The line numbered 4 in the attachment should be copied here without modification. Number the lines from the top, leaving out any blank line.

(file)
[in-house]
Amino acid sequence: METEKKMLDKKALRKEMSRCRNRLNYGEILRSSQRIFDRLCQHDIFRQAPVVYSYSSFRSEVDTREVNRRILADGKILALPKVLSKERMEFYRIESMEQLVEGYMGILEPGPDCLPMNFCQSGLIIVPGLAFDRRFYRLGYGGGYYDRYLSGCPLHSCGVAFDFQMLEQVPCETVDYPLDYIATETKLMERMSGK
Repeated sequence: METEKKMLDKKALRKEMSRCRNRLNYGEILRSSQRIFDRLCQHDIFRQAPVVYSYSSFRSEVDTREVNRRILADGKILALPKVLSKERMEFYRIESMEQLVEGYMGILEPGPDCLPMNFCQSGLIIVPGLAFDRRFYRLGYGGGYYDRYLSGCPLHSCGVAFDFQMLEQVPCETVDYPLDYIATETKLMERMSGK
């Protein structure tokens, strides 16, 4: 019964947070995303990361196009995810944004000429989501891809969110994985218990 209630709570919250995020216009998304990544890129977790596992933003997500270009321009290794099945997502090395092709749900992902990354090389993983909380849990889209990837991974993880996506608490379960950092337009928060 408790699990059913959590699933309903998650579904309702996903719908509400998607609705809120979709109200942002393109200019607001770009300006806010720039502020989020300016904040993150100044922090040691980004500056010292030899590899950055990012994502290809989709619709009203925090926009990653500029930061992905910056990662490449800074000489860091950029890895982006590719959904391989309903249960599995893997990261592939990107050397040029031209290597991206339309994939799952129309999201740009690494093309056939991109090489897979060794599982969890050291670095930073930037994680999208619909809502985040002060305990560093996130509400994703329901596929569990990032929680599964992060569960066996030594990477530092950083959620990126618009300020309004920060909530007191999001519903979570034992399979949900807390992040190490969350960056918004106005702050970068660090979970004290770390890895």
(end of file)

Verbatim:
């Protein structure tokens, strides 16, 4: 019964947070995303990361196009995810944004000429989501891809969110994985218990 209630709570919250995020216009998304990544890129977790596992933003997500270009321009290794099945997502090395092709749900992902990354090389993983909380849990889209990837991974993880996506608490379960950092337009928060 408790699990059913959590699933309903998650579904309702996903719908509400998607609705809120979709109200942002393109200019607001770009300006806010720039502020989020300016904040993150100044922090040691980004500056010292030899590899950055990012994502290809989709619709009203925090926009990653500029930061992905910056990662490449800074000489860091950029890895982006590719959904391989309903249960599995893997990261592939990107050397040029031209290597991206339309994939799952129309999201740009690494093309056939991109090489897979060794599982969890050291670095930073930037994680999208619909809502985040002060305990560093996130509400994703329901596929569990990032929680599964992060569960066996030594990477530092950083959620990126618009300020309004920060909530007191999001519903979570034992399979949900807390992040190490969350960056918004106005702050970068660090979970004290770390890895």